We have considered all of appellant's arguments and found them to be meritless.   Accordingly, we AFFIRM the order of the district court.


1.   Plaintiff may be seeking to avoid any res judicata effect that the judgment might have in other litigation, or to make it easier to counteract a statute of limitations defense.   Neither the scope of any preclusive effect nor the applicability of a statute of limitations is currently before us.   Cf. Semtek Intern. Inc. v. Lockheed Martin Corp., 531 U.S. 497, 121 S.Ct. 1021, 149 L.Ed.2d 32 (2001) (holding that when a federal court sitting in diversity dismisses a case “on the merits,” Fed.R.Civ.P. 41(b), the preclusive effect of that dismissal is determined by the law of the state in which it sits);  Milgrim v. Deluca, 195 Conn. 191, 487 A.2d 522, 524 (1985) (holding that dismissals for failure to prosecute are not res judicata to future actions);  Ruddock v. Burrowes, 706 A.2d 967 (Conn.1998) (discussing circumstances in which a statute of limitations may be tolled after a first suit is dismissed for plaintiff's failure to prosecute).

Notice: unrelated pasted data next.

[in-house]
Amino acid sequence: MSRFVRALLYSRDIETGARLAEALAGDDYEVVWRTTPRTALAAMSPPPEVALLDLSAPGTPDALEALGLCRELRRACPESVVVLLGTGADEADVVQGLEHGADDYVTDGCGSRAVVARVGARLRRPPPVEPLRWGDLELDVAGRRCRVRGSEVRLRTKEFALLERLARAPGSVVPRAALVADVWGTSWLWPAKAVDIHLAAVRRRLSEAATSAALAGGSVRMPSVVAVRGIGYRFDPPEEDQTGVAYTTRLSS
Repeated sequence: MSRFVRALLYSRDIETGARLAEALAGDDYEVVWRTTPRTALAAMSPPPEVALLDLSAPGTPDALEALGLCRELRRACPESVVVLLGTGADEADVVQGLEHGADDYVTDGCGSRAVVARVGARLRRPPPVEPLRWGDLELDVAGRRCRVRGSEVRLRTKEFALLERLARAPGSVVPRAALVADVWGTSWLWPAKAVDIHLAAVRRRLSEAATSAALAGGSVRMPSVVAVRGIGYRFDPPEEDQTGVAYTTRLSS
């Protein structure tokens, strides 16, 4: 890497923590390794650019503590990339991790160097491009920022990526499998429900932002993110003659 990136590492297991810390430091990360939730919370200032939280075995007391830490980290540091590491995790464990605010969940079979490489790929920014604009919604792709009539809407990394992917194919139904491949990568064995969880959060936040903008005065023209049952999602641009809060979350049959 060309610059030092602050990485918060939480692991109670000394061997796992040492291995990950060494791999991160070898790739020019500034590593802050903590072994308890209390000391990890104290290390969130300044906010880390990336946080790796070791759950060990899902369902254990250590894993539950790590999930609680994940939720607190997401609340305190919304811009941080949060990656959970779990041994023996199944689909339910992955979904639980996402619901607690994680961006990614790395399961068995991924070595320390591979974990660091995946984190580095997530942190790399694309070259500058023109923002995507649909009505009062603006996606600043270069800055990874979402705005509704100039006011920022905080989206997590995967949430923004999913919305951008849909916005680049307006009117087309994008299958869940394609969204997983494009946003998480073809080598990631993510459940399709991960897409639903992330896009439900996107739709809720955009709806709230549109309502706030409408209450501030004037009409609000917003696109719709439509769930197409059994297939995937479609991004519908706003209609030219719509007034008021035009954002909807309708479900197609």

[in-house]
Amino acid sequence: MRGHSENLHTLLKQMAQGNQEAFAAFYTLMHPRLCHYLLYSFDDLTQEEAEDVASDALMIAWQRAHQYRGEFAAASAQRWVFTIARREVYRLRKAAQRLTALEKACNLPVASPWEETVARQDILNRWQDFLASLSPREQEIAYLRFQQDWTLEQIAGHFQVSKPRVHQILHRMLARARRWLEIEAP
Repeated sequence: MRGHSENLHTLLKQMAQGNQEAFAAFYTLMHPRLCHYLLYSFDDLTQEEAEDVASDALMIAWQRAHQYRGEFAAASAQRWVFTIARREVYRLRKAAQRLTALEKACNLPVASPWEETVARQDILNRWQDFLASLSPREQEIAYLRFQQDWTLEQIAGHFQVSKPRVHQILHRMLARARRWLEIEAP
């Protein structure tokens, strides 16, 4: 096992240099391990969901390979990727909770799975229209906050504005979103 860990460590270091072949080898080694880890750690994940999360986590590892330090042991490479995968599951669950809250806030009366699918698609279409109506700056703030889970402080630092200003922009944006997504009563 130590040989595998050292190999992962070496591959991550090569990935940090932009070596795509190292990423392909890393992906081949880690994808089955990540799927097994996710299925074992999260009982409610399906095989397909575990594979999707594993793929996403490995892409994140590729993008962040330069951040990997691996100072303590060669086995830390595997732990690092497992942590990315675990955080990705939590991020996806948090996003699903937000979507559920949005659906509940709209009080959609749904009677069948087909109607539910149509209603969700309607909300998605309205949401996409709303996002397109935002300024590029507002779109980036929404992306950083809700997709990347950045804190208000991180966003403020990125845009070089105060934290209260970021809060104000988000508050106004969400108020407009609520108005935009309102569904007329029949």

2.   With respect to claims against federal officers, “the Supreme Court has held that [§ 1442(a)(1)] does not furnish an independent ground for federal jurisdiction absent some federal question implicated either in the claim or by way of a defense.”  Mizuna, 90 F.3d at 655 (citing Mesa v. California, 489 U.S. 121, 109 S.Ct. 959, 103 L.Ed.2d 99 (1989)).   We need not decide whether the same interpretation applies to the provision for removal of suits against federal agencies, which was added after Mesa and in order to overrule International Primate Protection League v. Administrators of Tulane Educational Fund, 500 U.S. 72, 79-87, 111 S.Ct. 1700, 114 L.Ed.2d 134 (1991) (holding that § 1442(a)(1) does not allow removal of suits against federal agencies). See Winters v. Diamond Shamrock Chem. Co., 149 F.3d 387, 397 n. 12 (5th Cir.1998) (noting legislative overruling);  S.Rep. No. 104-366, § 204 (1996) (stating intent to overrule International Primate Protection League ).   This is so because it is plain that the plaintiff's tort claims against HUD implicate federal defenses such as sovereign immunity, particularly where, as here, the complaint fails to allege that plaintiff exhausted her administrative remedies, as is required under the Federal Tort Claims Act. See, e.g., McNeil v. United States, 508 U.S. 106, 113 S.Ct. 1980, 124 L.Ed.2d 21 (1993);  Adams by Adams v. United States Dep't of Housing & Urban Dev., 807 F.2d 318 (2d Cir.1986);  cf.  Fent v. Oklahoma Water Resources Bd., 235 F.3d 553, 555 (10th Cir.2000) (holding that assertion of federal sovereign immunity defense supports § 1442 removal).   Indeed, HUD asserted such a defense in a letter sent to plaintiff just prior to plaintiff's decision to dismiss HUD voluntarily.   Although this correspondence was not made part of the record in the district court, Judge Arterton was copied on the letter, and it was provided to us in the course of supplemental briefing on these issues.   We now make the letter a part of the record on appeal.   See Fed.R.App.P. 10(e)(2)(c).